Jackie Kay by Claudia Alonso (2015)

Jackie Kay by Claudia Alonso (2015) University of Salford Art Collection

Ballachulish – new poem by Chancellor Jackie Kay

Professor Jackie Kay CBE, University Chancellor and Scots Makar, is sharing a series of poems with colleagues, students and members of the public, reflecting on the current period of uncertainty that we are in.

This week, Jackie has shared the poem ‘Ballachulish’, remembering a happy trip with her dad to the village of Ballachulish in Scotland. Now, Jackie reflects on the community coming together to help each other in these unprecedented times. 


‘Ballachulish’

Wan time dad drove us to Ballachulish,
a guy dreich day, blawing up a hoolie.
We wur aff tae watch the Heiland Games.
Where’d we stay? Were we near Glenahulish?

Aw the way there in the green Morris Minor,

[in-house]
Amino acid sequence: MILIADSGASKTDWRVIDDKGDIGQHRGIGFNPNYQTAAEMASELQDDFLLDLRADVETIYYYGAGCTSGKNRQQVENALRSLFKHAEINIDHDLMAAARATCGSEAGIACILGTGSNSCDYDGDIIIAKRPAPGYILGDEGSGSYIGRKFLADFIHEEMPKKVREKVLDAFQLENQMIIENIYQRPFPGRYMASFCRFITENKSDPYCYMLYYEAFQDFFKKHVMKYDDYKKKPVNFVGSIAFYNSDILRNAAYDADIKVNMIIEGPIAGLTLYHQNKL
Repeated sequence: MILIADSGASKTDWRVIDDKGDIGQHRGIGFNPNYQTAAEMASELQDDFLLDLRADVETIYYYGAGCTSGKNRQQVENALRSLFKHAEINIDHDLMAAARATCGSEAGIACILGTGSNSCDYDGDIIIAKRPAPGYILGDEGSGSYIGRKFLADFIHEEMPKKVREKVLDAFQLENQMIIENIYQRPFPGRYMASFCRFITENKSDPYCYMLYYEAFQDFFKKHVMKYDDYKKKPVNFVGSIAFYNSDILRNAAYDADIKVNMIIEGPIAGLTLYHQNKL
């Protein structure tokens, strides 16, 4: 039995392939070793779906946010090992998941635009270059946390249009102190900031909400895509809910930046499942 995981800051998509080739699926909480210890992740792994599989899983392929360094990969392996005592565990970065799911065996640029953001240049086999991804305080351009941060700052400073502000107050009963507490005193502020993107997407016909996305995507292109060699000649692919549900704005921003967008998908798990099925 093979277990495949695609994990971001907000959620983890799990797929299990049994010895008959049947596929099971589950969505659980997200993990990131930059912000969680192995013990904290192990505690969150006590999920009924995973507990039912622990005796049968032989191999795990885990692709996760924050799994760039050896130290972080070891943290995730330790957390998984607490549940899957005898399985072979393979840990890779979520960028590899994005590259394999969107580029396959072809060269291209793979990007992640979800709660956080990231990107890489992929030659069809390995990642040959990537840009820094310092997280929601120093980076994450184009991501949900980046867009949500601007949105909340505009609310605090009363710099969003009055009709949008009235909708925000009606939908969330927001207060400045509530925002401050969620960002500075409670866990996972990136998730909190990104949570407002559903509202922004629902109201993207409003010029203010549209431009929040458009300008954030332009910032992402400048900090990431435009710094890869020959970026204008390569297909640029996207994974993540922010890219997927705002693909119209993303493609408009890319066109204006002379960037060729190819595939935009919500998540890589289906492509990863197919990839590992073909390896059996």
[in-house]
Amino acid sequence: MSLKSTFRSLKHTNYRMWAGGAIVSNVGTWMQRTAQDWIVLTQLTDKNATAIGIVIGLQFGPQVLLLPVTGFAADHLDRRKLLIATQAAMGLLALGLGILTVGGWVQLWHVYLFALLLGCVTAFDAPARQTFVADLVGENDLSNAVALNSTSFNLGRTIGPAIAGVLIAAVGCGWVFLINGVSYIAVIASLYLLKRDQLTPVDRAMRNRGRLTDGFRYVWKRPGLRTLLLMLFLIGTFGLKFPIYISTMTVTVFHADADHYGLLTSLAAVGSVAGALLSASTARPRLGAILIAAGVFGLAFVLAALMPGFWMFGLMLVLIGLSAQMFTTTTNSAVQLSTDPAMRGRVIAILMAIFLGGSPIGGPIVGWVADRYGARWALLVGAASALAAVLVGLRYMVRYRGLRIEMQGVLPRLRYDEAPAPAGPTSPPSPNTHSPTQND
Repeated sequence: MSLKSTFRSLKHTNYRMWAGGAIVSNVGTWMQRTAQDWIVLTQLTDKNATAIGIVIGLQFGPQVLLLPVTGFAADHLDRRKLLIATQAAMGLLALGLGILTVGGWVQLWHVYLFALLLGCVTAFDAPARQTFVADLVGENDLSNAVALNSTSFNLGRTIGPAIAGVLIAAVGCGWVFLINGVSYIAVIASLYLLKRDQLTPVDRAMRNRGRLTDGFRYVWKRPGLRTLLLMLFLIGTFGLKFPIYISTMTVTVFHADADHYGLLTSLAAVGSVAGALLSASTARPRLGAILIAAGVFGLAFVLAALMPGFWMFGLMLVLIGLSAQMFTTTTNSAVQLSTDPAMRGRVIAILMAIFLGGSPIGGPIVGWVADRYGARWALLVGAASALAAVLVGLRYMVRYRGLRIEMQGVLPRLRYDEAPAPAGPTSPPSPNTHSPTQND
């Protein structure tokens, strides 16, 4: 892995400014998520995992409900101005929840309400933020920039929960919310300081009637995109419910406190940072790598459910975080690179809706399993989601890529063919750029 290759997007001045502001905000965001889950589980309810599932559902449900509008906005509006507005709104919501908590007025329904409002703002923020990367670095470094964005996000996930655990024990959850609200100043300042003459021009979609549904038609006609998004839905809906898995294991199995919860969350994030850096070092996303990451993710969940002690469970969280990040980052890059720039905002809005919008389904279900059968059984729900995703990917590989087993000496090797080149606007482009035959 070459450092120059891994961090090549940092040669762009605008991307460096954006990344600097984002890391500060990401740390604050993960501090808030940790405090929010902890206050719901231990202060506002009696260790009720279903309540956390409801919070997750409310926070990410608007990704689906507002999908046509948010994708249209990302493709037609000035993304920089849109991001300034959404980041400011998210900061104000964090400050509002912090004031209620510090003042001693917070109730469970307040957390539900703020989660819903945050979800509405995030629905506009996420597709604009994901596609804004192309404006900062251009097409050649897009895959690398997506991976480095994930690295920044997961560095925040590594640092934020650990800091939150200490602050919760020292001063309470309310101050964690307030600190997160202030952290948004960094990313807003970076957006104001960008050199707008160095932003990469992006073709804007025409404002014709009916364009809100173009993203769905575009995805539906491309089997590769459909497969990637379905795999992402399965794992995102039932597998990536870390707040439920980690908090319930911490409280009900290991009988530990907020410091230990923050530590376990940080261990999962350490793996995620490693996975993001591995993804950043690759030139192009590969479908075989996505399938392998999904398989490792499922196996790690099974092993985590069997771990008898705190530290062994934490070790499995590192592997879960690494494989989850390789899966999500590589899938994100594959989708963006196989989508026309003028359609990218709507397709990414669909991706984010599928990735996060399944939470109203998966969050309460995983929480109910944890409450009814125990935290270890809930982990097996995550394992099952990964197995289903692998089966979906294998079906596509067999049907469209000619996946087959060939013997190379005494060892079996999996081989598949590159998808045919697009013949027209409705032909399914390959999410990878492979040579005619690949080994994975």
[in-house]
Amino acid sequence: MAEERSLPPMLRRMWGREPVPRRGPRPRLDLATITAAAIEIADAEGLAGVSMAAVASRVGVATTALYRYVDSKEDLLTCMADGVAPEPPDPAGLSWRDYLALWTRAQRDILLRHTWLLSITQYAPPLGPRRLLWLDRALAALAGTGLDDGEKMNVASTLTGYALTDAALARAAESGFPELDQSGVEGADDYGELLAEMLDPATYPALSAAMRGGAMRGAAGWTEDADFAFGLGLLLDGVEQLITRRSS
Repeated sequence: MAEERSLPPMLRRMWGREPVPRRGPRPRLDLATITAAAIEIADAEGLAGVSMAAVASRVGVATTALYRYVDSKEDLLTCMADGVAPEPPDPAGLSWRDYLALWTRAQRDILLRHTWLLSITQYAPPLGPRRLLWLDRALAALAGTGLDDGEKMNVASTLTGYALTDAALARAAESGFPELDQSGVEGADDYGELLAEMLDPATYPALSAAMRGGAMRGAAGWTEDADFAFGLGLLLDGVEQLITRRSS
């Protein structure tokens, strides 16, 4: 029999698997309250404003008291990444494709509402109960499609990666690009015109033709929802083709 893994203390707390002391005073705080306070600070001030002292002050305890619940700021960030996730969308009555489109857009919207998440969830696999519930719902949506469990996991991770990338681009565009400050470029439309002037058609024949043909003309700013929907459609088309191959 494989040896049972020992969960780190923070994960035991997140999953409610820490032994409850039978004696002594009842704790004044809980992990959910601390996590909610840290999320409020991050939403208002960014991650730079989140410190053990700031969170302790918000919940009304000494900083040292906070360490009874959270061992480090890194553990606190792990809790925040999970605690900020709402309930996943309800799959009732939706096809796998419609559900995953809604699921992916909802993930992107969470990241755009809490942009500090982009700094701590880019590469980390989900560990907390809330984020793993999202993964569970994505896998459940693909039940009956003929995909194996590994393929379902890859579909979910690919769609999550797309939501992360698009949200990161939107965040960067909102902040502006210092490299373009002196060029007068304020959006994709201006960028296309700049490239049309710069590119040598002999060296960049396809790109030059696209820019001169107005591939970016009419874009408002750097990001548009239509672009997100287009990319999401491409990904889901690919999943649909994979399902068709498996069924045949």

Dad sang Nothing could be finer than to be in Carolina.
Why? I dinny ken. An’ told us aboot John o’ the Glen
Afore we watched them thraw the hammer in the driving rain.

Aye Kidnapped is based on the Appin murder.
This bridge is wan magnificent structure.
It wisnae here when I wis a wean.
No far fray here wis the Glencoe massacre.

Last night Ballachulish would not be laid low.
Every single house had a sign in the window.
Awbody uniting tae help the fowk by Loch Leven.
A green tick or a red cross to let folk know.

Amazing tae see Ballachulish on the TV screen.
How they stapped the foolish and the numpties,
Wey thur hame-made road blocks; wan a dead deer!
How they put up posters: Stay away fray here!

And got the fisheries tae donate tae the pharmacy,
Plastic gloves, an haun sanitisers tae the surgery,
(Which used to be the old terminus at Laroch.)
Aye, Aye, Aye, I hear my dear old dad say, Och,

From the peaty land of the newly dead,
It’s the community spirit that summons ye;
Pole vaulting in the slate quarry on Easter Sunday.
Clever teuchtars will ne’er surpreeze me!

Copyright Jackie Kay. Reprinted with kind permission from the author.

Follow Jackie on Twitter @JackieKayPoet to hear a new poem every Sunday.